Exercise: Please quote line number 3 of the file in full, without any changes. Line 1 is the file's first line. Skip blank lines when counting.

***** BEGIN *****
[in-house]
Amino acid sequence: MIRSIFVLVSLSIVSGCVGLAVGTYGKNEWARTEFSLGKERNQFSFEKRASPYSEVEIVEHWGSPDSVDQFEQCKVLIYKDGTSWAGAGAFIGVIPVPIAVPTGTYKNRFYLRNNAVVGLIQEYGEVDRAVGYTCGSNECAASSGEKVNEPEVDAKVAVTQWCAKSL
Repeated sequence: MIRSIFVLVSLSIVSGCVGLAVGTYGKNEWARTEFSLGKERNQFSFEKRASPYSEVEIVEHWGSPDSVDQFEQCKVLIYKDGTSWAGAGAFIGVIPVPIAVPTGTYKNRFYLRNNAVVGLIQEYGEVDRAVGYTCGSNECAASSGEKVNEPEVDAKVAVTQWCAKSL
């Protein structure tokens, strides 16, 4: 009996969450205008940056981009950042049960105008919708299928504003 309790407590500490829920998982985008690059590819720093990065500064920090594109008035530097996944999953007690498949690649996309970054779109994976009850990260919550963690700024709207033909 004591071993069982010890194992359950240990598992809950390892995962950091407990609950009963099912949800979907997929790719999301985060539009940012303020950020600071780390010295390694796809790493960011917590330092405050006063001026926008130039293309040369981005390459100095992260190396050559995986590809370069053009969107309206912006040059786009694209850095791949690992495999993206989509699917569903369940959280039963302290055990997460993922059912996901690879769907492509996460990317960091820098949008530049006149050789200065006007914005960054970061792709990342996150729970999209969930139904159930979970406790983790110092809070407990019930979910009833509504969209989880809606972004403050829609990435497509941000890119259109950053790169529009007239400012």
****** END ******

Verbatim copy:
Repeated sequence: MIRSIFVLVSLSIVSGCVGLAVGTYGKNEWARTEFSLGKERNQFSFEKRASPYSEVEIVEHWGSPDSVDQFEQCKVLIYKDGTSWAGAGAFIGVIPVPIAVPTGTYKNRFYLRNNAVVGLIQEYGEVDRAVGYTCGSNECAASSGEKVNEPEVDAKVAVTQWCAKSL